My first indie book sucked

My first indie book sucked.

I realize that, now. After the fact.

You’ll recognize the reasons why, but I’ll trudge through them, anyway. Let’s think of it as metaphorical writer’s self-flagellation.

My indie book isn’t a totally bad book. There are parts of it that are pretty good, and there’s a story there. I did do a lot of rewriting of it, but the final product sucks. And there’s one very simple reason it sucked – I didn’t treat it professionally.

Here are some of the things I should have done:

  • I didn’t get it out to beta readers.
  • I didn’t have it professionally edited.
  • I didn’t get a professionally-designed cover. (I did it myself, because I’m a graphic artist, too, of course. Not.)
  • I didn’t market it.

There are probably a few other things I overlooked, but I think those are the bones of the problem.

It all seems obvious in retrospect. I’m not going to buy something with an unappealing cover, and I’m not going to buy an indie book that looks amateurish in the previews.

This time I intend to do it right. In fact, I have a couple of works I’m going to work through the process – a children’s book and a long scifi story.

I’ll start with the scifi piece. It’s about 8500 words, a horrible length if you’re trying to get it published: very few e-zines want to see something that long. But it seems to be a good length for e-books. So what the hell? While I’m working on my book (It’s going well. Could go faster.), I’ll start getting some experience taking a story through the professional process.

In my next post, I’ll talk about where to find beta readers. Right now, I don’t have a clue.

Note: If you’re curious, here’s a synopsis of my one and only indie book, Cauldron Born. You can buy it on Amazon, too, if you’re inclined. It’s not horribad, but it’s amateurish. It might be educational in a way.

Catching up: The shame.

So I’m not going to advertise this post. It’s a bit embarrassing to say you’re good at blogging and not blog. Ha!

*Hangs head in shame.

On the bright side, the writing is going well. I’m writing every day and getting in some good sessions. Since I’m in rewrites on not focusing so much on my word count as the time I put in. I’m doing about an hour a day, sometimes more, sometimes less. The less part is the big issue.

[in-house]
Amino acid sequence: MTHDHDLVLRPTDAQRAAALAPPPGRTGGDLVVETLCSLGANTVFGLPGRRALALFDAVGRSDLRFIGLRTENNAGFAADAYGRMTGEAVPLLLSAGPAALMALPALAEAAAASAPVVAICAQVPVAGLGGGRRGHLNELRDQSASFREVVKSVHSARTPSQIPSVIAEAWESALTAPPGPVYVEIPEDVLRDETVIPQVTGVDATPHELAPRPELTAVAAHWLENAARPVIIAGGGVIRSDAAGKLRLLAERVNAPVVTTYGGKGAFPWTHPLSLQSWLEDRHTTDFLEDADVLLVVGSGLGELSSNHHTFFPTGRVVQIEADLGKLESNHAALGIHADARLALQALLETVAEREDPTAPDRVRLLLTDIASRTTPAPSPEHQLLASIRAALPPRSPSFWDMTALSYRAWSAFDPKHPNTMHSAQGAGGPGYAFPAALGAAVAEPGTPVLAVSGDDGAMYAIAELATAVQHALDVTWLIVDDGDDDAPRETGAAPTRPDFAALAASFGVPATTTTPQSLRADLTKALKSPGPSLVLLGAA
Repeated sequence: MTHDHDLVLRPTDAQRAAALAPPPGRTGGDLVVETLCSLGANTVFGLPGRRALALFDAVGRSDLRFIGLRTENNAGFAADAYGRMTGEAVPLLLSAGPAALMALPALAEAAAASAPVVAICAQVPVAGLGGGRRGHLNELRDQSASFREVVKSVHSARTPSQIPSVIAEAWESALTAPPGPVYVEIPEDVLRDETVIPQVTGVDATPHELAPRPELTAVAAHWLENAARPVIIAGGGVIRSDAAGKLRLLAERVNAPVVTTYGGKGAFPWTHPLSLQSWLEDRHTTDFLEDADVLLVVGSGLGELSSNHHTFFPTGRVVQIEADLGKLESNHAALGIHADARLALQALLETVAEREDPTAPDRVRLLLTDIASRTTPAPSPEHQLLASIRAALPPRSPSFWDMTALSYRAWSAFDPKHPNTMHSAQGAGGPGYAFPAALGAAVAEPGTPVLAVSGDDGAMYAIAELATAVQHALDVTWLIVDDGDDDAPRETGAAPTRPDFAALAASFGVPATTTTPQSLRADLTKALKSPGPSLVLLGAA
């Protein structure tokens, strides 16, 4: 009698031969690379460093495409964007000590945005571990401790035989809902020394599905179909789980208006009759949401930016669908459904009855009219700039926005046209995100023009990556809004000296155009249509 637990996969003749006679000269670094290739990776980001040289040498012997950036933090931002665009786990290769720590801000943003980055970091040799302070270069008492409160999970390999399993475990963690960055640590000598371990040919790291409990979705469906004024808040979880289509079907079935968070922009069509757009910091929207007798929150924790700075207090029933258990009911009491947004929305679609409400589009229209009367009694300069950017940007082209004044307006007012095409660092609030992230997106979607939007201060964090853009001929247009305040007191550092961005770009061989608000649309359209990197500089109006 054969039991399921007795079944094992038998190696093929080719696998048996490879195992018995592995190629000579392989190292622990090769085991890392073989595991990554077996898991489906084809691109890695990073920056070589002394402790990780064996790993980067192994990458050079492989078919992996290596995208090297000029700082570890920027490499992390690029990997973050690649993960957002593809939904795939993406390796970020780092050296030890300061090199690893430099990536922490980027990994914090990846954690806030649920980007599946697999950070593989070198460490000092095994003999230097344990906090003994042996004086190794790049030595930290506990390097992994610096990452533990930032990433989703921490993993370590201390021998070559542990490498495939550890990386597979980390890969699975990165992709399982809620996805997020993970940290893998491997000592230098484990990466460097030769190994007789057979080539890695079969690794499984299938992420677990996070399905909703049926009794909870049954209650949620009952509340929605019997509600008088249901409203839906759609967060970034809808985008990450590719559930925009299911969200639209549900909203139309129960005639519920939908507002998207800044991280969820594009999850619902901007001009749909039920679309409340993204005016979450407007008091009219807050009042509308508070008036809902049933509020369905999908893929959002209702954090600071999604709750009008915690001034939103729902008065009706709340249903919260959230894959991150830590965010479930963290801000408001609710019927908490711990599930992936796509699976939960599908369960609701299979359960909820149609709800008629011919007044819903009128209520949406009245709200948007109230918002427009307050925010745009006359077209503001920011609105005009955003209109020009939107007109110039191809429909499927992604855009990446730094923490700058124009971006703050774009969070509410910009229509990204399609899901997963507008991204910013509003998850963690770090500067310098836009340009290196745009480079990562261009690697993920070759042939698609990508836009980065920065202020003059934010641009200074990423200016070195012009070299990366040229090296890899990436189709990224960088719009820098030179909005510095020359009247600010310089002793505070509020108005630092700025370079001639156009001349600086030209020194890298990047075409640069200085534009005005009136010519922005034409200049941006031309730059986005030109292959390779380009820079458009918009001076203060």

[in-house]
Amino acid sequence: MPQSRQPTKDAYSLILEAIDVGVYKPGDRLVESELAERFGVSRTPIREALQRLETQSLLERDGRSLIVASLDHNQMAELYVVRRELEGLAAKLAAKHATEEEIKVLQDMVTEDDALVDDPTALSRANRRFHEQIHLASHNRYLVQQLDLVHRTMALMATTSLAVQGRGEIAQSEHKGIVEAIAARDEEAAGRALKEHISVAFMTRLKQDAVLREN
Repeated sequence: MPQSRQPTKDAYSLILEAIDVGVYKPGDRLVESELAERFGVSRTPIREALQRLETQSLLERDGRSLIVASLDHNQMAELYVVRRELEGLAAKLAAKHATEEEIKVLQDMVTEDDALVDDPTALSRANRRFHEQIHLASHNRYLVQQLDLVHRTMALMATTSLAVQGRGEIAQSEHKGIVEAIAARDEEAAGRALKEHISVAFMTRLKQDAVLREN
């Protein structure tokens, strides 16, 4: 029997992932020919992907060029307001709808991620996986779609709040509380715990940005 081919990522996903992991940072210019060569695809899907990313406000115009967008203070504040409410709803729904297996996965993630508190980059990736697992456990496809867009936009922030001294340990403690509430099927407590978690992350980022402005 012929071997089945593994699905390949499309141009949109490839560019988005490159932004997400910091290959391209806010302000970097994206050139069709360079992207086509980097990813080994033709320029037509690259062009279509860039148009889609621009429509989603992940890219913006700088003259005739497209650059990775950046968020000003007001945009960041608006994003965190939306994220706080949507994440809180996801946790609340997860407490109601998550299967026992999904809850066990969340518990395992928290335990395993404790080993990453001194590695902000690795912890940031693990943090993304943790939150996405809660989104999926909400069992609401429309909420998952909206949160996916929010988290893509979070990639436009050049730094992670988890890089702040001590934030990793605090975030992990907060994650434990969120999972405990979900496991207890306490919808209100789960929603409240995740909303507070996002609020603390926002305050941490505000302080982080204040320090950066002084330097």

I’ve figured out two things:

  1. I write best if I do it first thing.
    If I go downstairs and write, first thing in the morning, I have my best and longest sessions. My longest sessions are usually around 90 minutes.
  2. I write worst if I put it off.
    It’s easy to get distracted by other stuff, and in anyone’s life there’s always other stuff. If I put off my writing, sometimes it gets to the end of the day and I don’t feel like writing much. It’s positive, that I still write at these times, but not so positive that it’s usually not much. A couple of times it was only like 5 minutes.

That’s it for now. The blog will hopefully get some more attention.

I had a good session, today – almost 2 hours, and I finished a new chapter.

Monitor review: A pro article example

This article is from 2011. It’s not at all pertinent, today, not as a review of monitors, but I thought this might be useful to see. It’s a good, short example of what a finished article looks like when it’s sent off to a publisher.

The product links are removed at the publisher – in this case, SmartComputing; they’re there so the editor can double-check my work. At the bottom of the article are references to images with accompanying text explaining the images. The images are posted or emailed separately.

HED is short for headline and DEK is short for deck, which is a journalism term for the part of the headline that summarizes the story.


Article SC2211 20s11

HED: Affordable Monitors

DEK: A good monitor doesn’t have to be expensive

Do you spend a lot of time in front of your computer? Do you create your own videos or edit your photographs? Or are your work days filled doing online research and word processing. Whether you’re browsing the web, laying out your company’s product catalog, or making an instructional video, your monitor is probably your most important computing purchase after the computer.

A good monitor can reduce eye strain, (more…)

Today’s article: Daylighting

Along with my co-author, the architect, Michael Pellegrino, I wrote this piece on the green-energy practice called daylighting for the SAGE publication on Green Energy. The publication itself is crazy expensive and neither I nor Michael get any compensation if you purchase it, but please follow the link in the picture if you’re interested.

SageGreenEnergy

Daylighting
by Ron Keith and Michael Pellegrino

(Daylight through Pantheon Oculus by Per Palmkvist Knudsen used under Creative Commons Attribution-Share Alike 2.5 Generic license.)

Daylighting is the practice of using natural daylight to illuminate the interior of buildings, reducing the need for artificial light and, as a result, increasing the energy efficiency of those buildings. Though, primarily thought of as a source of illumination, daylighting can also serve as an adjunct to heating and cooling systems, further reducing a building’s artificial energy requirements.

Often a necessary element of pre-modern building design, and an aesthetic element in the late nineteenth and twentieth century, daylighting as implemented in contemporary architecture is used as an innovative solution to energy efficiency and sustainability problems. (more…)